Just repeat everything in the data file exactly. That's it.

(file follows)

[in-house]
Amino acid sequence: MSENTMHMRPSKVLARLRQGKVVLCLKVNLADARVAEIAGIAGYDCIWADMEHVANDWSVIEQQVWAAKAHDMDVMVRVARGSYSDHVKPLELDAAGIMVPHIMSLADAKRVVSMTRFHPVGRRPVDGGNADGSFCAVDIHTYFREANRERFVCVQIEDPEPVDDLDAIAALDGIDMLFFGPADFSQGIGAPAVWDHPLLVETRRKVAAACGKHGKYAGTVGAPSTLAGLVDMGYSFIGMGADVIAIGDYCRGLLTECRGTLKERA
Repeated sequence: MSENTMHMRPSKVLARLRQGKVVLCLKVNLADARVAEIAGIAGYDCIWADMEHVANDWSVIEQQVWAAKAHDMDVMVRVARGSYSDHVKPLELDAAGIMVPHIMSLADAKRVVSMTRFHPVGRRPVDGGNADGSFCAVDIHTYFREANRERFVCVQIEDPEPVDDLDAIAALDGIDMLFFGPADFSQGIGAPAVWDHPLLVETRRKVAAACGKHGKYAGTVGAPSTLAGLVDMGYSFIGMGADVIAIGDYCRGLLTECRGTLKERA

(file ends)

[in-house]
Amino acid sequence: MSENTMHMRPSKVLARLRQGKVVLCLKVNLADARVAEIAGIAGYDCIWADMEHVANDWSVIEQQVWAAKAHDMDVMVRVARGSYSDHVKPLELDAAGIMVPHIMSLADAKRVVSMTRFHPVGRRPVDGGNADGSFCAVDIHTYFREANRERFVCVQIEDPEPVDDLDAIAALDGIDMLFFGPADFSQGIGAPAVWDHPLLVETRRKVAAACGKHGKYAGTVGAPSTLAGLVDMGYSFIGMGADVIAIGDYCRGLLTECRGTLKERA
Repeated sequence: MSENTMHMRPSKVLARLRQGKVVLCLKVNLADARVAEIAGIAGYDCIWADMEHVANDWSVIEQQVWAAKAHDMDVMVRVARGSYSDHVKPLELDAAGIMVPHIMSLADAKRVVSMTRFHPVGRRPVDGGNADGSFCAVDIHTYFREANRERFVCVQIEDPEPVDDLDAIAALDGIDMLFFGPADFSQGIGAPAVWDHPLLVETRRKVAAACGKHGKYAGTVGAPSTLAGLVDMGYSFIGMGADVIAIGDYCRGLLTECRGTLKERA